For NSP Outreach in the Collingwood area: Call +61 4 18179814. 7:30pm-11.00pm weeknights *please note, call as early as possible. If calling late, they may not be able to get to you*

NSP outreach covers the following suburbs: Abbotsford, Brunswick East (East of Nicholson St), Burnley, Carlton & North Carlton, Clifton Hill, Collingwood, Cremorne, East Melbourne, Fairfield, Fitzroy & North Fitzroy, Hawthorn & East Hawthorn, Kew & East Kew, North Melbourne, Northcote (South of Separation St), Parkville, Richmond, West Melbourne, Westgarth.

Harm Reduction Victoria: 299-305 Victoria St, Brunswick VIC 3056.

Our office is a 2 minute walk from Brunswick Station, on the Upflied train line. If travelling north from the city, exit the train station turning right, and this will bring you to Victoria Street. Cross Victoria Street and walk right (east). We are just a few doors down from the tracks. We are also only a 2 minute walk from the tram. Catch the number 19 tram from anywhere on Elizabeth street in the city, and get out at the Victoria St/Sydney Rd stop. Walk up to the intersection, cross Victoria street and turn left (west) down Victoria street. If you reach the train tracks, you’ve gone too far! Harm Reduction Victoria is on the corner of Victoria and Boase streets. Enter through main door on Victoria Street.

North Richmond Community Health: 23 Lennox St, Richmond VIC 3121. +61 3 94189811. Monday-Friday: 7.00am-9.00pm; Saturday-Sunday: 8.00am-7.00pm. Co-located with the Medically Supervised Injecting Room (MSIR). For more details about this service, see below.

Catch the number 75 tram from anywhere on Flinders St in the CBD. Get off at stop 15 (Epworth Hospital/Bridge Road). Continue eastwards to Lennox St. Turn left up Lennox. NRCH will be on your right, just after Richmond West Primary School. It’s about a 10 min walk from the tram. If going by train, catch the Hurstbridge or Mernda lines and get off at West Richmond station. If coming from the city, cross to the other side of the tracks, and walk down Highett St. Turn left up Lennox. NRCH will be on your right, just after Richmond West Primary School. It’s about a 7 min walk from the train.

cohealth Healthworks: 4-12 Buckley St, Footscray VIC 3011. +61 3 94485511. Monday-Wednesday, Friday:10.15am-5.00pm (closed 12.30pm-1.00pm); Thursday: 1.00pm-5.00pm. Syringe dispensing unit available 24/7.

Healthworks entrance is on McNab Ave, in between Buckley St and the roundabout. The 220 bus will drop you off on Nicholson Street. Healthworks entrance is on the opposite side of the cohealth building. Footscray train station is very close. Following McNab Avenue on the south/east side of the train station will take you there.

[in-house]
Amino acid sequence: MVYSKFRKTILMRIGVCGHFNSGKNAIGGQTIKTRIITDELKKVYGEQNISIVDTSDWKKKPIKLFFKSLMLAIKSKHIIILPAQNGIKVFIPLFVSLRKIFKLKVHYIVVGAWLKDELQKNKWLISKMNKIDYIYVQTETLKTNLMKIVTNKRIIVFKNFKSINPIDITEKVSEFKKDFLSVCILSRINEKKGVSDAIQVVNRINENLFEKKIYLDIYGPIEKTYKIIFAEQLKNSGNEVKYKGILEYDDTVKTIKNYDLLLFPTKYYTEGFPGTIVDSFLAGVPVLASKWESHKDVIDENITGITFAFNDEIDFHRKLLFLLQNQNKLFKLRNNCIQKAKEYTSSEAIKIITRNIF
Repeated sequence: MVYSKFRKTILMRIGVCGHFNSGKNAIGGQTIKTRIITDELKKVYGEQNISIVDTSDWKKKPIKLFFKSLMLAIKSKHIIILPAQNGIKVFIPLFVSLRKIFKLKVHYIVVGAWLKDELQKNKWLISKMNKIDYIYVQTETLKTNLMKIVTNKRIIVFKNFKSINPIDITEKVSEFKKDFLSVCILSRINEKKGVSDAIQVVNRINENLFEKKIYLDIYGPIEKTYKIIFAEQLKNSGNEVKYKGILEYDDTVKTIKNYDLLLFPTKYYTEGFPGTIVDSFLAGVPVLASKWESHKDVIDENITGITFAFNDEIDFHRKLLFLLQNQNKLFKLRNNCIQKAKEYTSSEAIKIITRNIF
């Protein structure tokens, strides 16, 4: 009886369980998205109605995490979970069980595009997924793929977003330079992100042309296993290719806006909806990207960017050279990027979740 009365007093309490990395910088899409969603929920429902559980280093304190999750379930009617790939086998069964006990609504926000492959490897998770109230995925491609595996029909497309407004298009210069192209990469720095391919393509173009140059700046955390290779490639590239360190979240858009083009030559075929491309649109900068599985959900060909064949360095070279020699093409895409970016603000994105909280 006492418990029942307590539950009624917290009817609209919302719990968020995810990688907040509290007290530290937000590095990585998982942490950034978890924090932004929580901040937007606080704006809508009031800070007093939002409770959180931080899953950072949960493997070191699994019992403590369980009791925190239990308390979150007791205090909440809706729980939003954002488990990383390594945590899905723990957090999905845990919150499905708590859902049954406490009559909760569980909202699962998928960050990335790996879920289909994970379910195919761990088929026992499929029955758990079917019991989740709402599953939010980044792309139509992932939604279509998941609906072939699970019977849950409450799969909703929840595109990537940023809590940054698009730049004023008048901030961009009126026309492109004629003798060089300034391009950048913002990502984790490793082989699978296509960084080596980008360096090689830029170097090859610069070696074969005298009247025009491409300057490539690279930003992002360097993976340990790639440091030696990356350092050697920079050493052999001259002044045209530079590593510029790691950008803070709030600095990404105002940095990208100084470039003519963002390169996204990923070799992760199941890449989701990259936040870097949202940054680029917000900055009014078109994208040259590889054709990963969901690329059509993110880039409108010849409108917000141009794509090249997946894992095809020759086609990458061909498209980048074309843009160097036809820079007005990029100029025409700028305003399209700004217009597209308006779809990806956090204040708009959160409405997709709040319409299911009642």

To see a full NSP directory, you can visit: or You can also call Directline on (free call) 1800 888 236 and ask them to look up where your closest one is.

Naloxone will available from the harm reduction volunteer workers at the conference. However, if you are in Melbourne prior to the conference and need naloxone, you have some options. Naloxone is now available from pharmacies free of charge. However, not all pharmacies carry naloxone. Some pharmacies that we know that do are:

Chemist Warehouse: 592 Elizabeth Street, MELBOURNE, VIC, 3000. Opening hours: Monday – Friday, 7.30am - 9.00pm, Saturday & Sunday, 8.00am - 7.00pm

Chemist Warehouse: 326 William Street, MELBOURNE, VIC, 3000. Opening hours: Monday – Friday, 7.30am - 9.00pm, Saturday & Sunday, 9.00am - 6.00pm

Creelman’s Pharmacy: Shop 20, Kmart Centre, 222 Bourke St, Melbourne VIC 3000. Opening hours: Monday – Friday, 8.30am - 6.00pm, Saturday, 9.00am - 6.00pm, Sunday, 10.00am - 5.00pm

NSP is also available at the above listed pharmacies, however pharmacies do not offer free NSP services so you will charged. For free injecting equipment, access services listed in the above NSP info section. You can also get naloxone from the peer workers at The Living Room, in Hosier Lane (enter down Routledge Lane) in Melbourne CBD, which is within walking distance of Flinders Street Station. They are open Monday, Wednesday, Thursday and Friday from 9.30am-12.00pm, and 1.00pm-4.00pm, Tuesdays 9.30am-12.30pm and Saturdays 11.00am-4.00pm.

Medically Supervised Injecting Room: North Richmond Community Health - 23 Lennox St, Richmond, VIC 3121 Please enter the new building via Lennox St. You do not need an appointment. +61 3 9418 9811. Opening hours: Monday-Friday, 7am-9am; Saturday-Sunday, 8am-7pm.